Kyles Catch

Kyles Catch

the Pattern was quite simple. basically it consisted of bright green flies (such as rock worms) being fished in fairly deep water, but it took us a while to figure this out. interestingly not a single fish was taken in shallow rapids, which tells me that the fish might be moving slowly towards deeper pools already in preparation for winter.

Another Great Yellow

Another Great Yellow

Above is a picture of another nice sized Yellow. This one took me for a pretty long walk down the rapids before I was able to net it. All in all it turned out to be an excellent day on the water and I did not lose even half the number of fish that I normally do. This could probably be attributed mainly to a new rig that Kyle showed me, but if I could add any advice it would be to fish with only 2 flies. The reasoning for this is that with 3 there is just so much more potential for the loose flies to snag up under water while fighting a monster fish.

A Decent Yellow

A Decent Yellow


Fat Bass

Just some quick photos of a lovely sized bass caught this past weekend by one of our fishing buddies Kyle. He took this quite deep just off the weed line of some under water vegetation. He used a watermelon red Fat Albert grub. They seem to work very well this time of year.

Big Fish

Big Fish

1.8 kg

1.8 kg

 


Yellow Summer!!!

Slab of Gold

Slab of Gold

After a loooooong winter period tis finally the season once again to be jolly. Spring has arrived, water temperatures have risen, and the smallmouth yellow has moved back into the rapids. What an exciting/frustrating day we had had on the Vaal this past weekend. The fish are definitely on the bite as we managed to land a couple of large small mouth yellows and obviously lose many even ‘bigger’ ones.

Clints Quarry

Clints Quarry

I took a good friend of mine Clinton “the rod smasher” Van Zyl to splash the water, and what a day he had. He first of all landed one of the largest yellows I’ve seen in real life and then almost landed an even bigger one later that day. The later breaking his rod as he tried to bring it to the surface. It was big. I would estimate close on the 4 kilo mark but we all know the story of the one that got away, right.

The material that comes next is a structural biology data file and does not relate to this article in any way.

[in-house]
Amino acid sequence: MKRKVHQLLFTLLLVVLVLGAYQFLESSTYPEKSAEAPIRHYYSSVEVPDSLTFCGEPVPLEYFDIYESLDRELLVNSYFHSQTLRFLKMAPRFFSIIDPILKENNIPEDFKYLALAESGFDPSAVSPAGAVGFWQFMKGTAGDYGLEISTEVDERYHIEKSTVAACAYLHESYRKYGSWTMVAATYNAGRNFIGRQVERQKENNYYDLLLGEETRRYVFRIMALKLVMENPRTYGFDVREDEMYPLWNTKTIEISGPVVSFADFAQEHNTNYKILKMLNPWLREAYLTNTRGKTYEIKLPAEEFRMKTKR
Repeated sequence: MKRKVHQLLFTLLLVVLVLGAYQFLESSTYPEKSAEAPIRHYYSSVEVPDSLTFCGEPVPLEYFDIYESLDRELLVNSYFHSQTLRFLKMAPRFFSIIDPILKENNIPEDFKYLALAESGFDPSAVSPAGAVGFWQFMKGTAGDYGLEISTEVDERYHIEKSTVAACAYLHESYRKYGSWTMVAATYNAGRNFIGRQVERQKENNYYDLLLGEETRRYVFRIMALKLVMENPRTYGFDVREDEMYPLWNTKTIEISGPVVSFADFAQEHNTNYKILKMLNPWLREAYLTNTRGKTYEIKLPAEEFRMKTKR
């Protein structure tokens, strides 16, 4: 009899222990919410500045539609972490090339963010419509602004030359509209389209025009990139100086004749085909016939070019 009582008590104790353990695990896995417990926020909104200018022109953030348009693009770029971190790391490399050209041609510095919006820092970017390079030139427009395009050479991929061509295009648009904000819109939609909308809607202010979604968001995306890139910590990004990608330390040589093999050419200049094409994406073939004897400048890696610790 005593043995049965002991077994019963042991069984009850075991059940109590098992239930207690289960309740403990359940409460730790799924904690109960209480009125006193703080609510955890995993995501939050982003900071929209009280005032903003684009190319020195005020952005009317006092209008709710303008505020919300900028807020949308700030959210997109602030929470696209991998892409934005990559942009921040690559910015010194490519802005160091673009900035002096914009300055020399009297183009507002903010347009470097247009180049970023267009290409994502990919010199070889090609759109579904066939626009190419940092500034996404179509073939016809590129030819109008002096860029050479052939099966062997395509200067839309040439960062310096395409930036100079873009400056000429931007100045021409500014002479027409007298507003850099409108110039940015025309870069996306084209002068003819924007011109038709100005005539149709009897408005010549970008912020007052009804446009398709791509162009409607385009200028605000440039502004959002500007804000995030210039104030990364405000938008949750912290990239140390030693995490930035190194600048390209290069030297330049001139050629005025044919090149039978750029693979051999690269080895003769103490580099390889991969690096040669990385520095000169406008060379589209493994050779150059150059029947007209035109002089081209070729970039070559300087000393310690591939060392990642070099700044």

Lovely Yellow

Lovely Yellow

I had a relatively frustrating day on the water, landing 3 yellows myself: one tiny, one very large and one somewhere in between, with no scale to quantify the bounty. Sadly I lost more yellows than I ever have in a single sitting, many of which felt like absolute boats. They were heavy, uncontrollable, and impossible to turn. I guess I still haven’t mastered the art of fighting a yellowfish. As I watch others seamlessly managing to keep their fish by their feet once hooked, I cannot stop them from running downstream and breaking me off. I break trace after trace and it feels at the time as if there is nothing I can do to turn the fish in the strong currents.

Many Fish Had Sores

Many Fish Had Sores

Well there is always next time I guess, and next time I’m going back with heavier tackle to catch the ones that got away…

 

 

 

 


Fly-reel Storage

Line wrapped around large empty containers

As a fly angler there are few things more infuriating than pulling out my dormant sets of reels at the beginning of a new season only to find irreversible degrees of curl in the fly-lines. It’s like we pay top dollar for the best of the best and then downgrade it to less than entry level line just by letting it sit idle for  a couple of months, coiled up on the reels.

Well, I’ve been testing a slightly awkward, yet seemingly worthwhile, and effective method of storing my lines, during times when I know that there will be big time periods between using certain rigs. For example my yellowfish gear, which I don’t touch during winter.

The method of line storage is simple, and entails using empty protein shake containers (or any other container with large round circumference). I simply cut a tiny hole in the containers, feed the leader end of the line through the hole and then on the inside of the container loop the leader end around a small long piece of wood (such as a piece of chopstick) to keep it secure. I then wrap the entire length of the line around the bottle very neatly, at a reasonable tension (but not too tight).

I must admit that it can become a slightly awkward exercise, and depending on how many reels you want to store in this way, storage space may be problematic. In saying this, however, the condition that the line comes off the container when needed is simply worth way more than the effort. Give it a try and decide for yourself.